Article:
Misery: A Movie Review
Screenplay: William Goldman
Based on the novel Misery by Stephen King
Studio: New Line Cinema
Year Released: 1991
is a suspenseful tale that touches on, yet never fully explores, the power
that literature can exert on a demented mind. For a scary movie, it’s
rather intelligent (despite some annoying flaws), with no gaping plot
holes. The characters are smart and endearing, while the villain is
Sheldon has just completed his latest novel in the same Colorado lodge he
finishes all his books. As he is driving back to town along a desolate
mountain road, a blizzard strikes, and his car hits a slippery patch and
crashes down an embankment, turning over several times before resting
Annie Wilkes, who lives on a nearby farm, witnesses the crash and pries
Sheldon from the wreckage with a crowbar. A former nurse, she takes him
home and splints his two shattered legs and broken arm. Throughout the
rest of the movie, Sheldon is bed-ridden and crippled, which increases his
peril and the film’s tension.
Wilkes, she informs him, is his number one fan. She has read all his
books, which center on a beautiful Southern belle named Misery Chastain.
Wilkes feels blessed by God, because He sent her to rescue Sheldon so he
can write more Misery books.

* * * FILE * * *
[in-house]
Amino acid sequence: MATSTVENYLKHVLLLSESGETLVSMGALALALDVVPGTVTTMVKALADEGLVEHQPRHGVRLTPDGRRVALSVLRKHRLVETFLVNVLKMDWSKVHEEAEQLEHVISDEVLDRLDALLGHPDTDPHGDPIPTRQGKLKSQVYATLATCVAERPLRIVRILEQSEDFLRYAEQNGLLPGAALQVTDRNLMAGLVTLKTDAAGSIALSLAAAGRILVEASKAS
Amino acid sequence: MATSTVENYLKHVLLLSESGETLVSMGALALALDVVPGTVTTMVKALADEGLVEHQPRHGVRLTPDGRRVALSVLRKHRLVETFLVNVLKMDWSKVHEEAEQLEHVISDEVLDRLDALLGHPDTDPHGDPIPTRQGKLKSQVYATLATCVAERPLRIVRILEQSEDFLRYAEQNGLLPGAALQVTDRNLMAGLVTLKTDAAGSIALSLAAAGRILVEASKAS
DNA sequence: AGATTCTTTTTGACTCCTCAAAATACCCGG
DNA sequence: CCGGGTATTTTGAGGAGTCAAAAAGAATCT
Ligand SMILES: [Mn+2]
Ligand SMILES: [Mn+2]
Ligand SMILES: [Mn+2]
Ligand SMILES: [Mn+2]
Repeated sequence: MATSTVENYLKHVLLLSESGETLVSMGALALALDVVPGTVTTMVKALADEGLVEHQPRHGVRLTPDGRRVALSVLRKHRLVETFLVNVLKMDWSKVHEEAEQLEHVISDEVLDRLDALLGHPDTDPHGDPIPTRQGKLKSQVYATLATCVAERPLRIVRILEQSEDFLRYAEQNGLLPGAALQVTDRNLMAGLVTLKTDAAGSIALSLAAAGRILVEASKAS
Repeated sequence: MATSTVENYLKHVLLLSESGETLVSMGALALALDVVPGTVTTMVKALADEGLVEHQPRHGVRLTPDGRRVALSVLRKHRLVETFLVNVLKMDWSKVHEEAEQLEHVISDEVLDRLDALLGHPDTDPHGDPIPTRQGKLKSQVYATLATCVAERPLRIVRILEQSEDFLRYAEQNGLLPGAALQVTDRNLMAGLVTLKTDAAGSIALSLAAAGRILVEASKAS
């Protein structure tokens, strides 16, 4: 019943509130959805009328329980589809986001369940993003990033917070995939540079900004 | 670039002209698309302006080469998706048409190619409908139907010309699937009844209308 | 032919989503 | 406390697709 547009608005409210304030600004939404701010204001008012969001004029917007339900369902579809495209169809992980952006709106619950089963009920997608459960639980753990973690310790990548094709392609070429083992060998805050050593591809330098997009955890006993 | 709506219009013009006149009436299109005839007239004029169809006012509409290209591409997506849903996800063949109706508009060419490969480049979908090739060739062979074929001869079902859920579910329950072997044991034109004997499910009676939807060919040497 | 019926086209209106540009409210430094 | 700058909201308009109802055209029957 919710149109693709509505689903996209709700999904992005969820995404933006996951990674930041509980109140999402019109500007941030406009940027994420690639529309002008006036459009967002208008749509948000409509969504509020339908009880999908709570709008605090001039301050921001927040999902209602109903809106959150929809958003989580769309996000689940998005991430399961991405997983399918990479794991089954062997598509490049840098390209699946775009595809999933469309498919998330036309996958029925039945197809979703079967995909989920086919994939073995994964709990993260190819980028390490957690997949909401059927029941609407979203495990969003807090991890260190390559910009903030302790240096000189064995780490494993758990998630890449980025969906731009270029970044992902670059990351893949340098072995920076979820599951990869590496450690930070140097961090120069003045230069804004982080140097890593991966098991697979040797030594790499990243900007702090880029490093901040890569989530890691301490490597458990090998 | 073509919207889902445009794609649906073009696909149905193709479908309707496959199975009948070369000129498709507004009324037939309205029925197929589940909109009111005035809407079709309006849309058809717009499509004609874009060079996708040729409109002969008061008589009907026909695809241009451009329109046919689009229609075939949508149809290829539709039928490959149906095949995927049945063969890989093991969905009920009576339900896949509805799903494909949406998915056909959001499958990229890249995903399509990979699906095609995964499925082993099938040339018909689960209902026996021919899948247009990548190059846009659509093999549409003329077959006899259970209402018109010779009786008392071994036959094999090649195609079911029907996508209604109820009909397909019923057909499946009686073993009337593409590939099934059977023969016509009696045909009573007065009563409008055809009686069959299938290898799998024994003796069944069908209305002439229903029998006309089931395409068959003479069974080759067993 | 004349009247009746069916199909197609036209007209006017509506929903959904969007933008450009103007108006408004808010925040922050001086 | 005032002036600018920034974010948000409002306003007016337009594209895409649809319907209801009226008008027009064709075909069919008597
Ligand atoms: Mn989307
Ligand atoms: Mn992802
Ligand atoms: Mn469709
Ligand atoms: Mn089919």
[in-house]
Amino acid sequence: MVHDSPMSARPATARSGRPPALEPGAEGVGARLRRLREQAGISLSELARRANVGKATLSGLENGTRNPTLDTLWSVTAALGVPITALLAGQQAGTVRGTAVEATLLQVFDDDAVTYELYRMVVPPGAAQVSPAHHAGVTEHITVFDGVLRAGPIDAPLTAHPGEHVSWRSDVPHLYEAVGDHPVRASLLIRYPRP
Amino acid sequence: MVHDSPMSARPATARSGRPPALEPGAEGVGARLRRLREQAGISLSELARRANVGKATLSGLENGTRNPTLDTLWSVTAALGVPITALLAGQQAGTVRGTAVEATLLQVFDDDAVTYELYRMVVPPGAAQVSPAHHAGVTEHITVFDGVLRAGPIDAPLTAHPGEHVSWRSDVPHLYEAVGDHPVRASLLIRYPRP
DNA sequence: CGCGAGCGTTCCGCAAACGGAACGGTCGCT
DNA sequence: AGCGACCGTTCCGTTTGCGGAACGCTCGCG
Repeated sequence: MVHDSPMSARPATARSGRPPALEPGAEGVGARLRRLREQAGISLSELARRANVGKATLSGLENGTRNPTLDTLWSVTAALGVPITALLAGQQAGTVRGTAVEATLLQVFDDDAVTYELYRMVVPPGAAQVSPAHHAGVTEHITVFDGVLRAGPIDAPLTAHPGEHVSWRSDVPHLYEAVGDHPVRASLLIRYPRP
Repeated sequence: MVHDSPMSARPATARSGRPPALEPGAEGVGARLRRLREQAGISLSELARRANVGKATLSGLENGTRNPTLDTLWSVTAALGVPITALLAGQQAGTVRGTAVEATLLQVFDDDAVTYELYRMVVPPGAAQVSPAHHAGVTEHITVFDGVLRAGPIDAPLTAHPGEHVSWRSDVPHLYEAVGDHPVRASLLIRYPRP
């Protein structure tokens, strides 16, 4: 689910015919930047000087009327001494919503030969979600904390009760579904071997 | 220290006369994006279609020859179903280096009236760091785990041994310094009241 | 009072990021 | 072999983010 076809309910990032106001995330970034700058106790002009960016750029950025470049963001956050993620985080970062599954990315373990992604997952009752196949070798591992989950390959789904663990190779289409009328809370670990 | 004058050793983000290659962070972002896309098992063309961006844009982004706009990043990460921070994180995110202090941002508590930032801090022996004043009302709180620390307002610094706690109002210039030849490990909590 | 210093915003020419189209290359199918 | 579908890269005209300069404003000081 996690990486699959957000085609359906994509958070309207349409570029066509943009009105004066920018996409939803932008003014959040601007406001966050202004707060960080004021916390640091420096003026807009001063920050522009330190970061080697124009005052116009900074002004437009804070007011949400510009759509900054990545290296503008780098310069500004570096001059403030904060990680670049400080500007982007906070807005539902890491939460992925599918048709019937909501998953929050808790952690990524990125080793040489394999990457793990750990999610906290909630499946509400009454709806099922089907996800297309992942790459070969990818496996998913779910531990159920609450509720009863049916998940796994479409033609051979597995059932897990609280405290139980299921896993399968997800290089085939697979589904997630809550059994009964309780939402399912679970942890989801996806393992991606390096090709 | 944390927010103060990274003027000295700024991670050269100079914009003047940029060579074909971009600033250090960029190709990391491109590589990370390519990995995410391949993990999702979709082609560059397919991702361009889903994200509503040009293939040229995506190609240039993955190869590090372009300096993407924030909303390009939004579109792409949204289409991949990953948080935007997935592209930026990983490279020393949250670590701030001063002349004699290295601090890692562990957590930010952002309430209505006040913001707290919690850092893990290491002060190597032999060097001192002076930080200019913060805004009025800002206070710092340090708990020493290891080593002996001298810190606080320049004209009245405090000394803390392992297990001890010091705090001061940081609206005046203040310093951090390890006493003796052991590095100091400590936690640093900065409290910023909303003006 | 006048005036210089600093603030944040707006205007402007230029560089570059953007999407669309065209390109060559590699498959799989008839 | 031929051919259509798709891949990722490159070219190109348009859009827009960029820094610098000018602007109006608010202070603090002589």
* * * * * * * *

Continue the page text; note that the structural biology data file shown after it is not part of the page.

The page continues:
troubles are just beginning, though.
he allows Wilkes to read the book he has just completed, his first
non-Misery novel. Wilkes doesn’t like the profanity, and flies into a
rage when Sheldon tries to justify it. Her diatribe is the first hint we
get of her insanity, but it does raise an interesting question: Are all
people who pray to God and object to profanity insane?
strikes when Wilkes purchases and reads the current Misery book, Misery’s Child. Sheldon, you see, has grown tired of Misery and
kills her off, intending this to be the last Misery novel.
a stormy night, Wilkes enters his room. “You dirty birdie,” she
hisses. “You killed her. You murdered Misery!” Screaming and ranting,
she smashes a table into the wall just above Sheldon’s bed.
next day, Wilkes wheels a charcoal grill into Sheldon’s room. His new
manuscript is on the grill. She douses it with lighter fluid and hands him
a match. He must burn his new book and rid the world of this filth, she
explains. “I asked God about you. And God said that he delivered you
unto me to show you the way.” When Sheldon objects, she sprays him
with lighter fluid, and he is forced to burn the only copy of his
unpublished book. Not only does Wilkes pray to God and object to